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2dcoder

Fastest way to render 2D sprites

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So, what's the fastest way to render 2D sprites? I've been using the D3DXSprite interface to render my sprites in my game engine. Performance wise it seems ok, I get speeds of 30-60fps with hundreds of sprites and a full screen redraw. But I've read that batching up all of my sprites and then making one call to render them would be the fastest but I take it this is not using the D3DXSprite interface. I want to stick with DirectX8 because it provides a little more end user compatbility compared to DirectX9. But if someone has experience with both Dx8,Dx9's D3DXSprite interface, I'd love to hear about the speed differences between the 2 versions? Thanks..

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ID3DXSprite does batching automatically, HOWEVER, it require you to flush when you change textures etc.

The fastest way is as you said, batch as far as possible (by texture and states), and for all solid quads (sprites) you draw front-to-back, then you draw all transparent sprites back-to-front. (using your own or someone elses 2d engine using Direct3D)

I'm guessing that using a custom pixelshader and vertexshader you could crank it up even more as to only process minimal amount of instructions, but I would say, if you perform the previous step you should have plenty of power for any game that is built with any sense in mind on most of the graphics cards available today.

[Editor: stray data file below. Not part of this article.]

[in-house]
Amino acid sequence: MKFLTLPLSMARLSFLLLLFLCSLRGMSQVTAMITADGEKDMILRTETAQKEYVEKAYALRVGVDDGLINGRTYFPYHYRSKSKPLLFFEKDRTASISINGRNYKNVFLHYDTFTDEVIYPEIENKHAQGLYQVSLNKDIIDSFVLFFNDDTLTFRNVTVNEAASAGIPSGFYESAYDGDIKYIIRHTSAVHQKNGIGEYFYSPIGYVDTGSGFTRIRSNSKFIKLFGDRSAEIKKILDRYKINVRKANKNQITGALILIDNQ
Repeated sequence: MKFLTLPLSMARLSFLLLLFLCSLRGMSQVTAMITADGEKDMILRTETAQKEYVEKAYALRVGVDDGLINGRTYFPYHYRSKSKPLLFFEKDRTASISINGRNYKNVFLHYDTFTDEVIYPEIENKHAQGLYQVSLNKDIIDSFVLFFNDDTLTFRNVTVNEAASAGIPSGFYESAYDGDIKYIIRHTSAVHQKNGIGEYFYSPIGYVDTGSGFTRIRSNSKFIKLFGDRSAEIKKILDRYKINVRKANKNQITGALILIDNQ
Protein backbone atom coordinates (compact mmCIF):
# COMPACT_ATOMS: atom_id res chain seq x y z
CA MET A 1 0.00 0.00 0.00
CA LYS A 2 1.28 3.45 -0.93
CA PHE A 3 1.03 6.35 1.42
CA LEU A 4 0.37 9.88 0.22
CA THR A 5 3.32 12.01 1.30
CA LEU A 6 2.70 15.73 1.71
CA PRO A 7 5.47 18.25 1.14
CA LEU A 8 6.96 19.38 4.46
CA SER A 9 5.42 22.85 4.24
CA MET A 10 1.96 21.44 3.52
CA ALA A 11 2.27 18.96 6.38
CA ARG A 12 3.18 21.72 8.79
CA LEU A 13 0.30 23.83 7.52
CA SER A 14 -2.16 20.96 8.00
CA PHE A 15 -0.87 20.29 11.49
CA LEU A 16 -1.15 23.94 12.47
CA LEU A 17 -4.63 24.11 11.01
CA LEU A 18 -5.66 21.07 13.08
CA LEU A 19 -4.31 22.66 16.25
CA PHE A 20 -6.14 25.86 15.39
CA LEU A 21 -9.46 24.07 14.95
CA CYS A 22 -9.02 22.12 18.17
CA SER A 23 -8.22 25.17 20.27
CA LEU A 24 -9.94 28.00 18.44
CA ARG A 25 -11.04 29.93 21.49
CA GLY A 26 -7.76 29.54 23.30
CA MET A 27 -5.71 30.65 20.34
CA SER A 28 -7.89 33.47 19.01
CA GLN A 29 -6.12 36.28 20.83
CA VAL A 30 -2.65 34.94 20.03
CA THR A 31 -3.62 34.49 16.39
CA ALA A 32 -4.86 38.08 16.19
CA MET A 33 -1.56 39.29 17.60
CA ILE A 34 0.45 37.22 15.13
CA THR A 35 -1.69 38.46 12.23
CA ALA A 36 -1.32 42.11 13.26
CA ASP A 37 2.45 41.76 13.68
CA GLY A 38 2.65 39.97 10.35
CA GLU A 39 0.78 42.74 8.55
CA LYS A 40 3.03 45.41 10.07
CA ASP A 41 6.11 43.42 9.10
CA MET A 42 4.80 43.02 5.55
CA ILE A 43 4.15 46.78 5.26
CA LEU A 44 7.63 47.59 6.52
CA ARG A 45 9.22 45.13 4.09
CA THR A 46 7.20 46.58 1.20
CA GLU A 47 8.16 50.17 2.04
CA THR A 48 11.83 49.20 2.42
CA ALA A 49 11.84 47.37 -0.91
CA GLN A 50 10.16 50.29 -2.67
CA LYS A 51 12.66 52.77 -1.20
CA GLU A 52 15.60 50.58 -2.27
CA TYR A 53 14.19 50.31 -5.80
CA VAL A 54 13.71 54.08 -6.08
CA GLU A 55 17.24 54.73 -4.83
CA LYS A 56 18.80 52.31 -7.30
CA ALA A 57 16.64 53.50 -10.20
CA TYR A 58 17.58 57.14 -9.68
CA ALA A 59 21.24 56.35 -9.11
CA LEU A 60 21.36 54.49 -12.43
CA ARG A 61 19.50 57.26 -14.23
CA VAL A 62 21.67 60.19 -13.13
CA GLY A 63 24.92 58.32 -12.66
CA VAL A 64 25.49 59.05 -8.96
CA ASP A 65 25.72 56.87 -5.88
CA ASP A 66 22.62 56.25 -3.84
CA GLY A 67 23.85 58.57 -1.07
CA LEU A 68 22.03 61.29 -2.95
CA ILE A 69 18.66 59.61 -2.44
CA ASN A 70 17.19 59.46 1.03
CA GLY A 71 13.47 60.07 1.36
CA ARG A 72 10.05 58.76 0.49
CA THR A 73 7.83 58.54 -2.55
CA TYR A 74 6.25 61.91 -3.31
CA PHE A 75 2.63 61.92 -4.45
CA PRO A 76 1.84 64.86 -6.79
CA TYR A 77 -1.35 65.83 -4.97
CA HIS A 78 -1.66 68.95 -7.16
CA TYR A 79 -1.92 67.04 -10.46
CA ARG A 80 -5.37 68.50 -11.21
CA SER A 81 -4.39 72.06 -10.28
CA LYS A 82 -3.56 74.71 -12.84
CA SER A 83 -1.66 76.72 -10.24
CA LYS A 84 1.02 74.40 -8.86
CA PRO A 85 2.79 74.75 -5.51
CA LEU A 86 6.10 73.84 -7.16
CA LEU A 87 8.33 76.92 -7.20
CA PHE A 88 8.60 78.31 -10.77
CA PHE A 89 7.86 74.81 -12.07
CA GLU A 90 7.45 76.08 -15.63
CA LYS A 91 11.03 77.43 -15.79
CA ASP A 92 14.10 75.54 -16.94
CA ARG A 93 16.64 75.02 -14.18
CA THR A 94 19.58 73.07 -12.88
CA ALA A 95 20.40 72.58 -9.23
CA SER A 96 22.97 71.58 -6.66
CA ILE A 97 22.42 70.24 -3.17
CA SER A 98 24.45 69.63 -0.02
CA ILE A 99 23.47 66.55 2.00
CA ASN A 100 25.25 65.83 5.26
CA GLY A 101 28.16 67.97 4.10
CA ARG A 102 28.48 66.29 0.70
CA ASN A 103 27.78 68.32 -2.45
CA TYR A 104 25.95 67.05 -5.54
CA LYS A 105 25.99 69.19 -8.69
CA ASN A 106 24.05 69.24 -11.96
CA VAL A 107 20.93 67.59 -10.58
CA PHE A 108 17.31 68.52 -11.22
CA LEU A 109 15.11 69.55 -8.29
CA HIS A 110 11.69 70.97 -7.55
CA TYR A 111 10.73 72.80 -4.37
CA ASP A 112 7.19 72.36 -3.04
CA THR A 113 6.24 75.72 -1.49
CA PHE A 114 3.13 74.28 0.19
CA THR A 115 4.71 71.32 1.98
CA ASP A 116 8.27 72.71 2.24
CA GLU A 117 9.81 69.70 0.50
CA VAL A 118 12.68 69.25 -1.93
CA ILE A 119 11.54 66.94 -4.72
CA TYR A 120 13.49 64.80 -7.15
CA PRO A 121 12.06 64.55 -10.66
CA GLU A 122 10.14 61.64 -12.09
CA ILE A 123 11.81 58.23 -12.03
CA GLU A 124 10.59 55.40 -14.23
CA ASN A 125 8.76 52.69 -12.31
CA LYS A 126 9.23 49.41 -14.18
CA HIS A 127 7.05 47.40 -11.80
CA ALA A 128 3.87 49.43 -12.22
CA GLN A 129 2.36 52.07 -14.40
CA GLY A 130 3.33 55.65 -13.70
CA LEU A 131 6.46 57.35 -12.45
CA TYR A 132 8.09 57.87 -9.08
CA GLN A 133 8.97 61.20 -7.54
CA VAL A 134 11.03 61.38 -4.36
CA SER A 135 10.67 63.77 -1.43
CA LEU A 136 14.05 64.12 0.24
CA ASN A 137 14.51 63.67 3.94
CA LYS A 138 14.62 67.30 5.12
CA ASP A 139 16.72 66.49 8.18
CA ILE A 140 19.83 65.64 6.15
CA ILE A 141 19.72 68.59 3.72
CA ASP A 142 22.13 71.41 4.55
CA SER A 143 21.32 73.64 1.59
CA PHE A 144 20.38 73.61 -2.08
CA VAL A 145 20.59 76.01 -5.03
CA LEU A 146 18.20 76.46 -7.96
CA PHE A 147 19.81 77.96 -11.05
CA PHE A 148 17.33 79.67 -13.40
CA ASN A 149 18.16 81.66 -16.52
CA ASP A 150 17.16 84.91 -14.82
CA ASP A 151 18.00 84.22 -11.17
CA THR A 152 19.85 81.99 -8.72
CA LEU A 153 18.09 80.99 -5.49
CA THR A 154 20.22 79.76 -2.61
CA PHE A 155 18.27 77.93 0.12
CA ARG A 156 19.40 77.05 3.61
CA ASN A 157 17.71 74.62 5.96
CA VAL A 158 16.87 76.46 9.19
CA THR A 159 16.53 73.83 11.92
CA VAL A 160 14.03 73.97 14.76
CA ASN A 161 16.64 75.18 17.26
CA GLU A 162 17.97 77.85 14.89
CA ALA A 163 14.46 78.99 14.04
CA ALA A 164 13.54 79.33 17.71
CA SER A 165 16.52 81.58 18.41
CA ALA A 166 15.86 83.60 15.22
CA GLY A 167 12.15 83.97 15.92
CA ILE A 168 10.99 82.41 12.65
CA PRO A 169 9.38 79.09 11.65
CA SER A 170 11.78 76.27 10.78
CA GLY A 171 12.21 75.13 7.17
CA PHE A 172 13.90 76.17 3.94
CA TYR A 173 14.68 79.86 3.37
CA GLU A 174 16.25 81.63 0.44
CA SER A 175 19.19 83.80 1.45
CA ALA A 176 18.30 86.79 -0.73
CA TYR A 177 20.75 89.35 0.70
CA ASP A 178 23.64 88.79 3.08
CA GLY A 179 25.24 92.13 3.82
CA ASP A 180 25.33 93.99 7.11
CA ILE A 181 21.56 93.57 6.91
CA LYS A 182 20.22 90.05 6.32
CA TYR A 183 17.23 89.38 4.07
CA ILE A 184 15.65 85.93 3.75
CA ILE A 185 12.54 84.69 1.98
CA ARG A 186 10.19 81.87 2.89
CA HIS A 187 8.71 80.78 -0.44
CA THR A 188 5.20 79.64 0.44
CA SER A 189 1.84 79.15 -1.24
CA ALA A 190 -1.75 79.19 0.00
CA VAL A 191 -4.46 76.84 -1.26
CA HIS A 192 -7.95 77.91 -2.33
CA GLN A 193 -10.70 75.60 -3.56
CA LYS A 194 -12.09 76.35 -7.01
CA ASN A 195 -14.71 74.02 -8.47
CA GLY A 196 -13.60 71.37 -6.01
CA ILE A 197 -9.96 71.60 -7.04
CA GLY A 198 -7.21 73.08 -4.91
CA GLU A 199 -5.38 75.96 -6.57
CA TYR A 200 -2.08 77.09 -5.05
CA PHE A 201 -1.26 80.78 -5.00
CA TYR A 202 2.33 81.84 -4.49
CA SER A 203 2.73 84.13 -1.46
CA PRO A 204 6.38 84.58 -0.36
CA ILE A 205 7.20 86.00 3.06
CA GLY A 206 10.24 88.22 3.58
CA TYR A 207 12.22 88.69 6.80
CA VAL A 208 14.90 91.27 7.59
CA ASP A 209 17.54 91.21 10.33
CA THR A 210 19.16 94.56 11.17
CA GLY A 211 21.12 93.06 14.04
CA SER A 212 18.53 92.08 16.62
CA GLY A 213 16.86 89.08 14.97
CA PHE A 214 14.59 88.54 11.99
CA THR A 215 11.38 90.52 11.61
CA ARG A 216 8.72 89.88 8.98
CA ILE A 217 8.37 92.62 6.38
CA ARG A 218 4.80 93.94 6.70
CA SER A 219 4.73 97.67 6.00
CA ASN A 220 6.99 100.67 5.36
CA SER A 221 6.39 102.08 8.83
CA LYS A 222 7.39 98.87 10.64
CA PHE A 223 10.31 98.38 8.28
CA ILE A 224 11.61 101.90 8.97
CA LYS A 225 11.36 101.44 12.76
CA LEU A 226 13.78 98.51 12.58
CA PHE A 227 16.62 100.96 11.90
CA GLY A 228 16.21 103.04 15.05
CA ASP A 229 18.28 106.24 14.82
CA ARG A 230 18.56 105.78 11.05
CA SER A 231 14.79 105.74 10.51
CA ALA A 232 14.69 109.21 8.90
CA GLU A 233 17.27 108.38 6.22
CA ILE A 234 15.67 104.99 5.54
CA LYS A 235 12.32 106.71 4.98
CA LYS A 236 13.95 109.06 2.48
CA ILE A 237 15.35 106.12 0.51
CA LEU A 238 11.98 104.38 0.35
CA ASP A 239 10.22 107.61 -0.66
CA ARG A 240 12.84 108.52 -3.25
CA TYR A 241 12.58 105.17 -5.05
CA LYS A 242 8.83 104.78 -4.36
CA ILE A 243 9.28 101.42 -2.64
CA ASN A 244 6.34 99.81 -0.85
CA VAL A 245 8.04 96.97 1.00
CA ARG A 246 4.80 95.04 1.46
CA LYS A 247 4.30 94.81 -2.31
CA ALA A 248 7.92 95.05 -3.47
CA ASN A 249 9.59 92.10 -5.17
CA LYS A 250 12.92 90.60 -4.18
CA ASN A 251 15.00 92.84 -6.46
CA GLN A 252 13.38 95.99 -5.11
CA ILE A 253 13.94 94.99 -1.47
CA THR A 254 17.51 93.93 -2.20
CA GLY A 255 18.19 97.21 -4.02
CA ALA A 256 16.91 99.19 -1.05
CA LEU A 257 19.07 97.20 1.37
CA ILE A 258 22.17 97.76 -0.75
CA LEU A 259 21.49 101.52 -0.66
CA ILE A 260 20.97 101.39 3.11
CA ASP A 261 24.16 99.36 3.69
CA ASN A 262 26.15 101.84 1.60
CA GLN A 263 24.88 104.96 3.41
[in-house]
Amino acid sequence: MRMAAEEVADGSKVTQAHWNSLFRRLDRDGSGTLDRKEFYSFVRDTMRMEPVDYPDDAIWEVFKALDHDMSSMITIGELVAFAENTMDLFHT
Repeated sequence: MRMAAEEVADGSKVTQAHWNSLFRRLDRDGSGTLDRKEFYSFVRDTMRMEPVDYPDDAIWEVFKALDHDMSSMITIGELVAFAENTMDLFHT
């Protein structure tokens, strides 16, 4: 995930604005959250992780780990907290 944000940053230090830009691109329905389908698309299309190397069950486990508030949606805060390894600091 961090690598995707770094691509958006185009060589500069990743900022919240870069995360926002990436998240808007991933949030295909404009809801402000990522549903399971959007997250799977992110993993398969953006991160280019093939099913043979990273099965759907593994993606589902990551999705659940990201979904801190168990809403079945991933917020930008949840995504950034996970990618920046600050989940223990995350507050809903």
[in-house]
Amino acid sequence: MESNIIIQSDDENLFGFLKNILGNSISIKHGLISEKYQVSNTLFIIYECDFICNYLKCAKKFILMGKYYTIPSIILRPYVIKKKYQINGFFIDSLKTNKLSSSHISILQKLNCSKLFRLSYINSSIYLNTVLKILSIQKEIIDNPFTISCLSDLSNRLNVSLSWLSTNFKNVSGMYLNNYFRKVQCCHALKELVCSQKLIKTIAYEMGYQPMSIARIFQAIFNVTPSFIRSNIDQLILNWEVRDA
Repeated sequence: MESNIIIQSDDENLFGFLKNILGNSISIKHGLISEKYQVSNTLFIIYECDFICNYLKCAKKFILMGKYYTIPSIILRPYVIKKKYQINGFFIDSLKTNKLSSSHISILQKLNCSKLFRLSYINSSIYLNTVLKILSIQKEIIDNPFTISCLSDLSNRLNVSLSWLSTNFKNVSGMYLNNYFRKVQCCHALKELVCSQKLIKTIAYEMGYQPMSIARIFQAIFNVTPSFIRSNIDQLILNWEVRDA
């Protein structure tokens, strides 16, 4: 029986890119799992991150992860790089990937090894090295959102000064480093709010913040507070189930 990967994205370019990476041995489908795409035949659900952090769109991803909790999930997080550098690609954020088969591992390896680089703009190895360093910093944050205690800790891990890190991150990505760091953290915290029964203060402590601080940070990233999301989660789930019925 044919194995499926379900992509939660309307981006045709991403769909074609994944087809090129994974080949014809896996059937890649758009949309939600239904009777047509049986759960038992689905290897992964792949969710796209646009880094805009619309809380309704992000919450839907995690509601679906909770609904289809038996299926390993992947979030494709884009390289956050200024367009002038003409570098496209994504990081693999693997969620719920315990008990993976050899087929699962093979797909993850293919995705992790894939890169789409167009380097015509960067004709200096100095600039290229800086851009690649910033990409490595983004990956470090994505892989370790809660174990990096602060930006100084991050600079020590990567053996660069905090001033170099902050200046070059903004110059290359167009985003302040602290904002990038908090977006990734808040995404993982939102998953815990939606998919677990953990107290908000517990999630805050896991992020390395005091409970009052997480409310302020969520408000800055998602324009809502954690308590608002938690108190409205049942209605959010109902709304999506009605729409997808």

Using static buffers for static content (e.g., map tiles) could likely improve the speed by a small factor, however, can also decrease the performance due to excessive texture changing etc, trial and error.

EDIT: it's said that the ID3DXSprite for DX9 is much better than it was back in DX8.

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Hi,

Well, I didn't ever tried the dx8 sprites, and I use an own sprite class for dx9 rendering instead of the D3DXSprite. maybe, batching could make your code faster, but I don't really think so, as you mentioned hundreds of sprites (which are, if you do them with two triangles) are not that much vertices, and not that much draw calls. I would suggest measuring with NVPerfHUD. Try the 2x2 texture option. If it speeds up, then consider making your textures smaller, and/or using DXTn compression for your textures. (This DNTn thing gave me almost 2x FPS increase in some cases on some hardware). So, before trying anything, use compressed DDS textures, then do some measuring. I think batching is not the way for you, but you can try of course (I did).

kp

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From your description, you probably don't have a problem - ID3DXSpite will be optimized, so I wouldn't worry about it being slow unless you see particular evidence that it's a bottleneck in your software...



I use my own implementation of sprites, so I can't answer w.r.t. to the actual interfaces.

But I will say that you need to be quite sure that your new implementation is significantly different to the D3DX version if you expect a noticeable speed increase.

By this I mean that if you were to re-implement ID3DXSprite using pretty much the same methodology you're unlikely to beat the hand-tuned and tested Microsoft code [smile]